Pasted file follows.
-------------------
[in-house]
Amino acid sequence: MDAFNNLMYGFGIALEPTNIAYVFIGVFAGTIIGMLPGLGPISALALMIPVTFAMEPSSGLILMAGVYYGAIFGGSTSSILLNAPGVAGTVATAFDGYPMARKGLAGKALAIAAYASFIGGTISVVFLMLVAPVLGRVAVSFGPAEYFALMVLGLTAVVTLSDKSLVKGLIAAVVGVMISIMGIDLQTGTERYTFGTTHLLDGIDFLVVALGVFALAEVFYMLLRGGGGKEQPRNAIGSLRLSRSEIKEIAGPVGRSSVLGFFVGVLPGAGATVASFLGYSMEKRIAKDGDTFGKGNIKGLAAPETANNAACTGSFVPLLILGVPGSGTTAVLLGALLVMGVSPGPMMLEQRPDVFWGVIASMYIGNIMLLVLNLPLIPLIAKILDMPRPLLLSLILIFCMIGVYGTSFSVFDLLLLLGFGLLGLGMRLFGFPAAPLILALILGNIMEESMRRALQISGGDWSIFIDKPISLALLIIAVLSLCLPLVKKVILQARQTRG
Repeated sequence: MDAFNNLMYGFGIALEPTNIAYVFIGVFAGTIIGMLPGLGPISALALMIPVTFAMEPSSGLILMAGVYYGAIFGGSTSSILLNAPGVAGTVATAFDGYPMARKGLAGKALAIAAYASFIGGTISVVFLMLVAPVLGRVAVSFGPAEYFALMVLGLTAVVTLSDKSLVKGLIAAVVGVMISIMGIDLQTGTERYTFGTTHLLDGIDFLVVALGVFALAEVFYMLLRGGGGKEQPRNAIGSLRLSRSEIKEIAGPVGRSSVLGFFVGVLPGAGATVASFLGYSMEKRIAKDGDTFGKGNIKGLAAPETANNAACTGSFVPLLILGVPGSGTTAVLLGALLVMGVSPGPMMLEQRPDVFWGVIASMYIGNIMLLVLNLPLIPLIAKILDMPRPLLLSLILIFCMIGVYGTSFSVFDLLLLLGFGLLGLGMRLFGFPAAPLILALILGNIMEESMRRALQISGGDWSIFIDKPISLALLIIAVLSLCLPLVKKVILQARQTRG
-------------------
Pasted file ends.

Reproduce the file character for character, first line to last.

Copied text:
[in-house]
Amino acid sequence: MDAFNNLMYGFGIALEPTNIAYVFIGVFAGTIIGMLPGLGPISALALMIPVTFAMEPSSGLILMAGVYYGAIFGGSTSSILLNAPGVAGTVATAFDGYPMARKGLAGKALAIAAYASFIGGTISVVFLMLVAPVLGRVAVSFGPAEYFALMVLGLTAVVTLSDKSLVKGLIAAVVGVMISIMGIDLQTGTERYTFGTTHLLDGIDFLVVALGVFALAEVFYMLLRGGGGKEQPRNAIGSLRLSRSEIKEIAGPVGRSSVLGFFVGVLPGAGATVASFLGYSMEKRIAKDGDTFGKGNIKGLAAPETANNAACTGSFVPLLILGVPGSGTTAVLLGALLVMGVSPGPMMLEQRPDVFWGVIASMYIGNIMLLVLNLPLIPLIAKILDMPRPLLLSLILIFCMIGVYGTSFSVFDLLLLLGFGLLGLGMRLFGFPAAPLILALILGNIMEESMRRALQISGGDWSIFIDKPISLALLIIAVLSLCLPLVKKVILQARQTRG
Repeated sequence: MDAFNNLMYGFGIALEPTNIAYVFIGVFAGTIIGMLPGLGPISALALMIPVTFAMEPSSGLILMAGVYYGAIFGGSTSSILLNAPGVAGTVATAFDGYPMARKGLAGKALAIAAYASFIGGTISVVFLMLVAPVLGRVAVSFGPAEYFALMVLGLTAVVTLSDKSLVKGLIAAVVGVMISIMGIDLQTGTERYTFGTTHLLDGIDFLVVALGVFALAEVFYMLLRGGGGKEQPRNAIGSLRLSRSEIKEIAGPVGRSSVLGFFVGVLPGAGATVASFLGYSMEKRIAKDGDTFGKGNIKGLAAPETANNAACTGSFVPLLILGVPGSGTTAVLLGALLVMGVSPGPMMLEQRPDVFWGVIASMYIGNIMLLVLNLPLIPLIAKILDMPRPLLLSLILIFCMIGVYGTSFSVFDLLLLLGFGLLGLGMRLFGFPAAPLILALILGNIMEESMRRALQISGGDWSIFIDKPISLALLIIAVLSLCLPLVKKVILQARQTRG